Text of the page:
“All of the things we’ve said for months and the thousands of hours of dedicated work from our staff and our local partners on this response effort and our excitement for the hope the vaccine offers make our overall department position on the pandemic clear,” Deti said.

Teton County Director of Public Health Jodie Pond says, unfortunately, conspiracy theories about COVID-19 do exist. But she feels confident that the information coming out of the state office is solid. Pond has full faith in the forthcoming vaccine, some of which reportedly will arrive in Jackson this week.

“I personally will get in line when it’s my turn. I will ask my family to get in line,” Pond said. “I have college-age kids, and they will be happy to get a vaccination. They want to go back to living their lives.”

County Health Officer Dr. Travis Riddell also wants to instill confidence in the public about the vaccine. “It’s important for people who have been in a leadership role with this to come out in public and to combat any conspiracy theories or inaccurate information that might be out there,” he said.

Both Riddell and Pond clarified that the vaccine is being thoroughly vetted.

“I think that we need to have our experts at the Food and Drug Administration and the Advisory Committee on Immunization Practices review all the data,” Riddell said. “That is the preliminary way that we can determine that the vaccine is both safe and effective.”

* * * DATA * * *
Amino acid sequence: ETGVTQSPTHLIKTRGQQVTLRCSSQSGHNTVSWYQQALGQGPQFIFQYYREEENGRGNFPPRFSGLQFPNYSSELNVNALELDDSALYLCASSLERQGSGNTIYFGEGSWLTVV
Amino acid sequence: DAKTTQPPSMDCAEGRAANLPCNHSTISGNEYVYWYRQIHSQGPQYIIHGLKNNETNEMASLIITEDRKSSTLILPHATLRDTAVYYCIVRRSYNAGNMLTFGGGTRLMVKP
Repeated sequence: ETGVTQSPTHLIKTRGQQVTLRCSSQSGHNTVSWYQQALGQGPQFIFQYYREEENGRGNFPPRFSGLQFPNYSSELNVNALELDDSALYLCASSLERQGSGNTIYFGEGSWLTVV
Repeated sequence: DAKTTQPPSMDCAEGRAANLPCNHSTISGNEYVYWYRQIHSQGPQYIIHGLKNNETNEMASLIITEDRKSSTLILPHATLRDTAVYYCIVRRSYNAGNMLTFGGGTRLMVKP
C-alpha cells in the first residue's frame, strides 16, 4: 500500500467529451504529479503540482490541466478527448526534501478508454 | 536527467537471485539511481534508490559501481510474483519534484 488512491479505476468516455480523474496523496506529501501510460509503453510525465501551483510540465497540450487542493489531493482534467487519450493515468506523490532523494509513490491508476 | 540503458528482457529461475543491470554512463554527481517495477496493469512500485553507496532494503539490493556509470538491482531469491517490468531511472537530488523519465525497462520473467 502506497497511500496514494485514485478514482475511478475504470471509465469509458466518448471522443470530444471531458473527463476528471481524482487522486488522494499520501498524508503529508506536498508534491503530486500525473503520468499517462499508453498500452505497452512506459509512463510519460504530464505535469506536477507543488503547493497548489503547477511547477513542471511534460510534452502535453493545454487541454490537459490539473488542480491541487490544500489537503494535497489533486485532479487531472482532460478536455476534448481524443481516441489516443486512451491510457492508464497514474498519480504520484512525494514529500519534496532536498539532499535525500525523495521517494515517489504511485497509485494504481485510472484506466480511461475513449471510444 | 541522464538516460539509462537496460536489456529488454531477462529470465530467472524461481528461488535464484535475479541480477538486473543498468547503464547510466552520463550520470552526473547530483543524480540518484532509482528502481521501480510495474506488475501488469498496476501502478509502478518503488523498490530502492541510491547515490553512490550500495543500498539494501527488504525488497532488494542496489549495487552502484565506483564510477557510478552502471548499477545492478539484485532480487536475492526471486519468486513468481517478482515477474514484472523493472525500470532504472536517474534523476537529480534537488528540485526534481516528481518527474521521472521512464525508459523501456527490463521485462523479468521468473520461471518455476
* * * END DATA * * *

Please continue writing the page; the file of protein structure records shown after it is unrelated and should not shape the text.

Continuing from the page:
Pond says, once approved, the vaccine will be distributed and administered in stages, with certain groups such as health care workers and vulnerable populations taking priority. She asked the public not to call her office to get on a waiting list because no such waiting list exists.

“It’s not going to happen overnight,” she said. The general public may not receive the vaccine until March or April.”

The county health department begins its vaccine outreach campaign this week. Rachael Wheeler asked the community to stay tuned and understand that the health department will be working with the CDC and the Wyoming Department of Health to fine-tune messages based on the latest information. They will keep the community updated in real time on where and how to get the vaccine.

“Please be patient,” Pond stressed. “As soon as it’s your turn, we will ask you to come on out.”

According to the Wyoming Department of Health, the vaccine is expected to be free. To achieve herd immunitywhen the bulk of the population is immune to the virusPond says 80 percent of Americans need to be vaccinated.

“When it’s your turn, get in line and roll up your sleeves.”


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About Meg Daly

A former community affairs director for KHOL, Meg is a freelance writer and arts professional. Her work has appeared in Planet Jackson Hole, Homestead, Jackson Hole News&Guide, The Oregonian, and other publications.